<pre> | <pre> | ||

0 8. | 0 8. | ||

Line 22: | Line 23: | ||

8 2.89783 | 8 2.89783 | ||

</pre> | </pre> | ||

− | The weights are typically chosen first by an educated guess, and then by running the simulations and adapting the weights manually to ensure that all relevant states are sampled. | + | The weights are typically chosen first by an educated guess, and then by running the simulations and adapting the weights manually to ensure that all the relevant states are sampled. |

− | The order | + | The order parameter, which in this case measures the number of native base pairs formed in an 8-mer, is specified in a file which in our example is called <tt>op.txt</tt>: |

<pre> | <pre> | ||

{ | { | ||

Line 38: | Line 39: | ||

} | } | ||

</pre> | </pre> | ||

− | which | + | This file specifies which base pairs count towards the order parameter. In our example, it specifies all native base pairs. The nucleotides are numbered from 0 to N-1, where N is the total number of nucleotides in the simulation. In our example, we have two complementary strands with eight nucleotides each, so we have sixteen nucleotides in total. The nucleotides are numbered from the 3' end to the 5' end, so the first 3' nucleotide of the first strand (with index 0) is complementary to the first 5' nucleotide on the second strand (which has index 15). The system can have between 0 and 8 bonds inclusive formed, and for each possible value of the order parameter, a corresponding weight is assigned in the <tt>wfile.txt</tt>. |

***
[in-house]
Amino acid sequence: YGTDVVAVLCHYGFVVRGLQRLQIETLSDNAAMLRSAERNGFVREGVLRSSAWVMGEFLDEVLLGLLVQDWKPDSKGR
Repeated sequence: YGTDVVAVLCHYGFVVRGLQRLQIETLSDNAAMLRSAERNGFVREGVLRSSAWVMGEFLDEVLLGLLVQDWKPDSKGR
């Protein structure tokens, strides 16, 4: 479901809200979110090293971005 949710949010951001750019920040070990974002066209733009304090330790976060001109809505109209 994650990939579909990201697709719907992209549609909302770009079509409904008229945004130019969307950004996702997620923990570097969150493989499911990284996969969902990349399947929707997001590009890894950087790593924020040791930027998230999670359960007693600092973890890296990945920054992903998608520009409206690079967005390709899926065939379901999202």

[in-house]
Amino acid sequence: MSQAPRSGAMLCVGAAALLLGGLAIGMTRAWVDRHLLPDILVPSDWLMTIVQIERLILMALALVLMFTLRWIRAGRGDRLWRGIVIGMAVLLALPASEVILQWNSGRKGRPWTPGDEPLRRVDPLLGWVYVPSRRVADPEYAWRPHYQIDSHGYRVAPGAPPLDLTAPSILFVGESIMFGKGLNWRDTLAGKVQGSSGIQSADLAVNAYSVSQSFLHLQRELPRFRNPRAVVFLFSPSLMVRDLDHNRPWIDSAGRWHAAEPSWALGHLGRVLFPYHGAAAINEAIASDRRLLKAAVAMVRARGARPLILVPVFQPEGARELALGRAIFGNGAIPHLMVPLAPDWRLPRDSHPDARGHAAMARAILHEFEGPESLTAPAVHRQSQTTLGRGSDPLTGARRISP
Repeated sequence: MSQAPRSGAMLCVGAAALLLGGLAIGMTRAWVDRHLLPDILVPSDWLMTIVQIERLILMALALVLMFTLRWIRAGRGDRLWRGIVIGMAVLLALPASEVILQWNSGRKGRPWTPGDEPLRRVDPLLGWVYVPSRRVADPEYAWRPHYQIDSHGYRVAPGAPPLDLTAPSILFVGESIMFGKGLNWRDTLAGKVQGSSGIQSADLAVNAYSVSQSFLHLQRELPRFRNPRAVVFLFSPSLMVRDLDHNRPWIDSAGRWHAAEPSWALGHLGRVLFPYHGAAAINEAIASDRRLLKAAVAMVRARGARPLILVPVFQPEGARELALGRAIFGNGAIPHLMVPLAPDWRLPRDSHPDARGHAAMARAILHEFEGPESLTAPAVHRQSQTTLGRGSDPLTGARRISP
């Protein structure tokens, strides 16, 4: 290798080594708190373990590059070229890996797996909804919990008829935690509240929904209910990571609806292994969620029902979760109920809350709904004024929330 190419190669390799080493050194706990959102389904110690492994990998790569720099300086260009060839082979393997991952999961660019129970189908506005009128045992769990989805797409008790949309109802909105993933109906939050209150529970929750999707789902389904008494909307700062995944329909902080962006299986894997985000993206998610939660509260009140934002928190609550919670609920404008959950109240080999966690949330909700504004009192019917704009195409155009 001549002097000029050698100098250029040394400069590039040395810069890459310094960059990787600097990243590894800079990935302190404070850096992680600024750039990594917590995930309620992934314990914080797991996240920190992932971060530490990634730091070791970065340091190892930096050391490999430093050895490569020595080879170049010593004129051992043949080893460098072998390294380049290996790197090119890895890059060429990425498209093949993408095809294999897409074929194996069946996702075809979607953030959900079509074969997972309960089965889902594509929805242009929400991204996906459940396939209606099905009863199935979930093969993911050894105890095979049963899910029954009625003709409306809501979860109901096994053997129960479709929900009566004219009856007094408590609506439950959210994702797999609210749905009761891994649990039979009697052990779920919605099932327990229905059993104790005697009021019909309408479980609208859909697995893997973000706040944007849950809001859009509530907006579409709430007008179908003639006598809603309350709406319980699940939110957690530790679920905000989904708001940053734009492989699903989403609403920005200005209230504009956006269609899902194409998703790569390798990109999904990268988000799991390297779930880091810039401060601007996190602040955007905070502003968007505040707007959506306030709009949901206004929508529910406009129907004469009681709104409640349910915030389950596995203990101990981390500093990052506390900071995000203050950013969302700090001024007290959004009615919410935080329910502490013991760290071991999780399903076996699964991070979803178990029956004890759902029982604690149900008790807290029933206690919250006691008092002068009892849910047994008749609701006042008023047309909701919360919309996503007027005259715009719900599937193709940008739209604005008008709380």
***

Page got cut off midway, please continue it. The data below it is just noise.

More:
− | We need to specify the weight file and order parameter file in the <tt>input</tt> file, which is done by including the following options: | + | We need to specify the path to the weight file and order parameter file in the <tt>input</tt> file, which is done by including the following options: |

<pre> | <pre> | ||

op_file = op.txt | op_file = op.txt | ||

Line 46: | Line 47: | ||

</pre> | </pre> | ||

− | The program will now count the | + | The program will now count the amount of time the simulation spends at each value of the order parameter (i.e. how much time the simulation spends in states with 0 native bonds, 1 native bond, ..., 8 native bonds). |

− | In order to be able to calculate the melting temperature, one is interested in the ratio of the number states where the system is in duplex state (i.e. has at least 1 | + | In order to be able to calculate the melting temperature, one is interested in the ratio of the number states where the system is in the duplex state (i.e. has at least 1 bond) and the number of states |